The new Assembly maps are just as bad for the GOP. Seventeen of the 42 districts are locks for Democrats and nine lean Democratic. Just four are locks for Republicans, seven lean Republican and five are toss-ups.
That Democrats would have an advantage in both houses is expected. Statewide, registered Democratic voters outnumber registered Republicans by more than 100,000 — 43 percent of Nevada voters are Democrats, 35 percent are Republicans, 16 percent are nonpartisans and 6 percent are in other parties.
The new maps balance district populations almost perfectly, as required by law — about 128,600 people per Senate district and 64,300 people per Assembly district. But in accomplishing that the special masters made more than half of the Legislature’s 63 seats bulletproof. The outcomes of elections in those races are predetermined. That discourages engaged citizens who might otherwise be viable challengers to incumbents from ever seeking elected office. That allows incumbents to play to their party bases, and it cheats residents of those districts out of rigorous campaigns.
But giving three-quarters of those uncompetitive districts to Democrats is a disaster. It assures the party will remain a wholly owned subsidiary of public employee unions, hostile to business, opposed to major education reforms and hungry for tax hikes. And it creates the appearance of Democratic bias for the special masters.
In addition to the favorable boundaries for Breeden and Copening, the masters singled out a handful of Republican lawmakers for punishment.
Assemblyman Mark Sherwood, R-Henderson, was shifted from a district in which Republicans hold a 40 percent to 38 percent advantage into one that favors Democrats 42 percent to 35 percent, with 17 percent nonpartisan. Assemblyman Cresent Hardy, R-Mesquite, represents a district that is 48 percent Republican, 30 percent Democratic and 16 percent nonpartisan. His new district, as drawn, includes parts of eastern Las Vegas and has an even amount of registered Republicans and Democrats. Sen. Elizabeth Halseth, R-Las Vegas, won a tough election in 2010 in a district that’s 40 percent Democratic, 37 percent Republican and 18 percent nonpartisan. Her new boundaries are even less favorable: 42 percent of the voters are Democrats, 33 percent are Republicans and 19 percent are nonpartisans.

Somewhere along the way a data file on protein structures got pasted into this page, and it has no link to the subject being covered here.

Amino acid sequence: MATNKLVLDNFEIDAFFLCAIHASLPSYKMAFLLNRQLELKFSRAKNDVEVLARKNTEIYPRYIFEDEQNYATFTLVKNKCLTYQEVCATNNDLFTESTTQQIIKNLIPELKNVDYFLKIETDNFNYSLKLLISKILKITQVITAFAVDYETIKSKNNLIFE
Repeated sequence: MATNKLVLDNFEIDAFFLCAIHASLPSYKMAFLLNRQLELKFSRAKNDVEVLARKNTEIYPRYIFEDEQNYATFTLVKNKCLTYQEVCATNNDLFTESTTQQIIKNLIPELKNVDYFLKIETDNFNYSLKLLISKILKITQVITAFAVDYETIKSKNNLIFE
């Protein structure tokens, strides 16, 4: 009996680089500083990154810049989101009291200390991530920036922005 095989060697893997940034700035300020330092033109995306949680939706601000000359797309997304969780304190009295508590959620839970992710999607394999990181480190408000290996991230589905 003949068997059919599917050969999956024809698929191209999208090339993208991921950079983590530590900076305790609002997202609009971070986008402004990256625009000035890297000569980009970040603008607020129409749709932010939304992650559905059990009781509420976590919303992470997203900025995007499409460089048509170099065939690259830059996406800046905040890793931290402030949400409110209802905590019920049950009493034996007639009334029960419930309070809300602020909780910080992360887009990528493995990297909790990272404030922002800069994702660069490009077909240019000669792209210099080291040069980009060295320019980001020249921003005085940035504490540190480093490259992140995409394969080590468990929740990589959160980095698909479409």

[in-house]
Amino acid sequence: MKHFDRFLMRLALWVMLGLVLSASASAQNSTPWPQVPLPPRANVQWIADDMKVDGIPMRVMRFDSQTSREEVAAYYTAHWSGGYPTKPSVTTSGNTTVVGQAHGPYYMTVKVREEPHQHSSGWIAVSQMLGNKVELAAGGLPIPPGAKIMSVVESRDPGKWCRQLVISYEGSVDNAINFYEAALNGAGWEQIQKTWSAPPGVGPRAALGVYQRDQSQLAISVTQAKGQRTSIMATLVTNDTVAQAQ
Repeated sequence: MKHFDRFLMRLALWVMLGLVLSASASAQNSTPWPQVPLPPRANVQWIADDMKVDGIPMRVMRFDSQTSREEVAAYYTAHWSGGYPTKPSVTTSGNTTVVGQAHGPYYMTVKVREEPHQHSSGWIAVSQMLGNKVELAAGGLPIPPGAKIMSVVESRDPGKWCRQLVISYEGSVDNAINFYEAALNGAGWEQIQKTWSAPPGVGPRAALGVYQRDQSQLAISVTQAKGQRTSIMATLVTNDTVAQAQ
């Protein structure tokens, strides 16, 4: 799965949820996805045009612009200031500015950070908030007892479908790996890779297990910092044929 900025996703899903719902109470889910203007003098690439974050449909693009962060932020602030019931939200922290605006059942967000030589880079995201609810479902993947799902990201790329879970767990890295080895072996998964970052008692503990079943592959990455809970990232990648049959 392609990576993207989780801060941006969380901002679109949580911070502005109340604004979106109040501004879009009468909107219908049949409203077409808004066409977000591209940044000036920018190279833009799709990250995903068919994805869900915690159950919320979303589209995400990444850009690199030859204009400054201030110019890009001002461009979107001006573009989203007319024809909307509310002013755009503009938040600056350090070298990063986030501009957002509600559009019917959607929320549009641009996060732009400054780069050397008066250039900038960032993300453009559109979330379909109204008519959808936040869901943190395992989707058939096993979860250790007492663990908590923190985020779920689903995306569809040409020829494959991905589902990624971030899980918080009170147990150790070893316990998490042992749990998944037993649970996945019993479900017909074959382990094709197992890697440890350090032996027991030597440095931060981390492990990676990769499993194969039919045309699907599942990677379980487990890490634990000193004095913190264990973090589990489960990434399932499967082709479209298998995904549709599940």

Just one Republican lawmaker reaped huge rewards from the redrawing of the maps. Assemblywoman Melissa Woodbury, R-Las Vegas, who wins in Democratic district on the strength of her last name (her father, Bruce Woodbury, was a longtime county commissioner), saw her district flop from a 43-34 Democratic advantage to a 45-34 GOP edge. If Woodbury is going to win regardless of demographics, she might as well have a Republican district. That’s what I’d think if I were a Democrat drawing the maps.
Just one Democratic lawmaker was dealt a lousy hand by the special masters. Freshman Assemblyman Steven Brooks, D-Las Vegas, was drawn out of a district that is 54 percent Democratic and 24 percent Republican into the toss-up district that includes the GOP’s Hardy.
There will be no balance of power in the Legislature if these maps become law.
Glenn Cook (firstname.lastname@example.org) is a Review-Journal editorial writer.